Summer heat sets tourism records: DI

Historically warm temperatures in Denmark this summer have led to record tourism numbers, but neighbouring countries are even more popular.

Summer heat sets tourism records: DI
A family of cycling tourists in north Jutland. Photo: Henning Bagger/Ritzau Scanpix

The hot summer – which now appears to be drawing to a close – is among the reasons that Danish tourism hit a new record in overnight stays in the first half of 2018, writes

Overnight stays amounted to 20.6 million in total, which is 0.6 million more than the previous record from 2017.

“In the first six months of the year we’ve seen a 4.5 percent rise in international tourists, which is in large part due to the long, hot summer we’ve had this year,” said Sune K. Jensen, head of tourism with the Confederation of Danish Industry (Dansk Industri, DI).

Overseas visitors were responsible for 9.8 million overnight stays. According to DI’s calculations, this means that the tourism industry earned about eight billion kroner in revenue from overseas guests during the first half of the year.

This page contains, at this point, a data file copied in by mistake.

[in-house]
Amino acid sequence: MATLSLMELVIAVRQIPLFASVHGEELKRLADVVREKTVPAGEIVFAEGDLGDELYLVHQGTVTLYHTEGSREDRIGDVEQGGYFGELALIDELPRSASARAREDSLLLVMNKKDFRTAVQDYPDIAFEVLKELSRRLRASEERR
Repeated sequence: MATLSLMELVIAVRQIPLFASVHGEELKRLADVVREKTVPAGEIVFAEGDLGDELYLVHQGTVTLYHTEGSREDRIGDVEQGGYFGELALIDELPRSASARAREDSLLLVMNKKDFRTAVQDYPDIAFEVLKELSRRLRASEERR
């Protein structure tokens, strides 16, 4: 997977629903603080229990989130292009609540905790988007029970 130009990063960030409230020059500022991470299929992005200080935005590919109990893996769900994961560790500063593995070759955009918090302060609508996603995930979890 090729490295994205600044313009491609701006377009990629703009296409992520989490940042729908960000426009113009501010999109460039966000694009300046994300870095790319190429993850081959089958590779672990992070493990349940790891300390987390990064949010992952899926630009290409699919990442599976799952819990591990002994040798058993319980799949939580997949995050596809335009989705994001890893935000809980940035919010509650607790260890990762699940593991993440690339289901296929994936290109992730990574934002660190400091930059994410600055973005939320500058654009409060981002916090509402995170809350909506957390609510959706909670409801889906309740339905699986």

Among those who have profited is holiday rental company Enjoy Resorts.

“We’ve had record turnover in July, and we expect the same for August. The warm weather has had a major impact on the number of visitors, reversing the trend from last year’s rainy summer. And the sunny days have really helped brand Denmark internationally,” said Martin Iversen, CEO with Enjoy Resorts.

Meanwhile, the company has also benefitted from the many Danes who decided to spend the summer at home.

“The heat has definitely given us a greater competitive edge in relation to favourite holiday destinations such as Spain,” Iversen said.

Despite the record, Jensen is not wholly satisfied with the figures, noting Denmark has not enjoyed the same growth as tourism industries in neighbouring countries.

“In fact, we’ve lost market shares to the countries around us. In the first half of 2018 alone, Denmark lost out on one billion kroner in turnover, and it is particularly the Netherlands and Sweden that have managed to attract more tourists than us,” he said.

The tourism analyst said that this highlights the importance of a political agreement made in May this year to modernise public sector initiatives, boosting tourism.

“It will help us attract more tourists with spending power to the country, thereby giving Danish tourism a much-needed boost and equipping us to better compete with neighbouring countries,” Jensen said.

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